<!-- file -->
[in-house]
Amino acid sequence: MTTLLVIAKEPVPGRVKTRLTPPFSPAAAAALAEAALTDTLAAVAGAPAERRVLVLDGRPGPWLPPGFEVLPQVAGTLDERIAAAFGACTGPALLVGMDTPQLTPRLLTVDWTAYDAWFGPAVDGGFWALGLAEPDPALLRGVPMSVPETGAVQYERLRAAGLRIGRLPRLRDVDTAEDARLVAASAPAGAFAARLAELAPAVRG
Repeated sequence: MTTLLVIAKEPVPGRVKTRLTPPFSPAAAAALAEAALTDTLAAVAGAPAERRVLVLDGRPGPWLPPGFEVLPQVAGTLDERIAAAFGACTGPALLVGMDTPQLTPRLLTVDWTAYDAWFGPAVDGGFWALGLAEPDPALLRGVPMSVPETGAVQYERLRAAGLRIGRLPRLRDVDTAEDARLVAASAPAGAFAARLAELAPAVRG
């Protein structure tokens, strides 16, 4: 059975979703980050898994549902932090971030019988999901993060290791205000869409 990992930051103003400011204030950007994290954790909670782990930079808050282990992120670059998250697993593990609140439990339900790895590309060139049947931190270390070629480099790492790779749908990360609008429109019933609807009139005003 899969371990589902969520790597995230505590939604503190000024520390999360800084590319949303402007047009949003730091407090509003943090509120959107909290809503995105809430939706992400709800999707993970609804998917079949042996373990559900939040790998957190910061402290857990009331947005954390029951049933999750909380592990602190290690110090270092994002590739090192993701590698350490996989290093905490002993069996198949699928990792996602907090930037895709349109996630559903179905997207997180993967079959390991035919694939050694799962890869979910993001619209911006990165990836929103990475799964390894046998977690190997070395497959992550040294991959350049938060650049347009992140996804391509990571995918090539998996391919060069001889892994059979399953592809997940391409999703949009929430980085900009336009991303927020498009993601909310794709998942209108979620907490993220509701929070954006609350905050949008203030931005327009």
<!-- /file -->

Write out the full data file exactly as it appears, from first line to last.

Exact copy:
[in-house]
Amino acid sequence: MTTLLVIAKEPVPGRVKTRLTPPFSPAAAAALAEAALTDTLAAVAGAPAERRVLVLDGRPGPWLPPGFEVLPQVAGTLDERIAAAFGACTGPALLVGMDTPQLTPRLLTVDWTAYDAWFGPAVDGGFWALGLAEPDPALLRGVPMSVPETGAVQYERLRAAGLRIGRLPRLRDVDTAEDARLVAASAPAGAFAARLAELAPAVRG
Repeated sequence: MTTLLVIAKEPVPGRVKTRLTPPFSPAAAAALAEAALTDTLAAVAGAPAERRVLVLDGRPGPWLPPGFEVLPQVAGTLDERIAAAFGACTGPALLVGMDTPQLTPRLLTVDWTAYDAWFGPAVDGGFWALGLAEPDPALLRGVPMSVPETGAVQYERLRAAGLRIGRLPRLRDVDTAEDARLVAASAPAGAFAARLAELAPAVRG
């Protein structure tokens, strides 16, 4: 059975979703980050898994549902932090971030019988999901993060290791205000869409 990992930051103003400011204030950007994290954790909670782990930079808050282990992120670059998250697993593990609140439990339900790895590309060139049947931190270390070629480099790492790779749908990360609008429109019933609807009139005003 899969371990589902969520790597995230505590939604503190000024520390999360800084590319949303402007047009949003730091407090509003943090509120959107909290809503995105809430939706992400709800999707993970609804998917079949042996373990559900939040790998957190910061402290857990009331947005954390029951049933999750909380592990602190290690110090270092994002590739090192993701590698350490996989290093905490002993069996198949699928990792996602907090930037895709349109996630559903179905997207997180993967079959390991035919694939050694799962890869979910993001619209911006990165990836929103990475799964390894046998977690190997070395497959992550040294991959350049938060650049347009992140996804391509990571995918090539998996391919060069001889892994059979399953592809997940391409999703949009929430980085900009336009991303927020498009993601909310794709998942209108979620907490993220509701929070954006609350905050949008203030931005327009």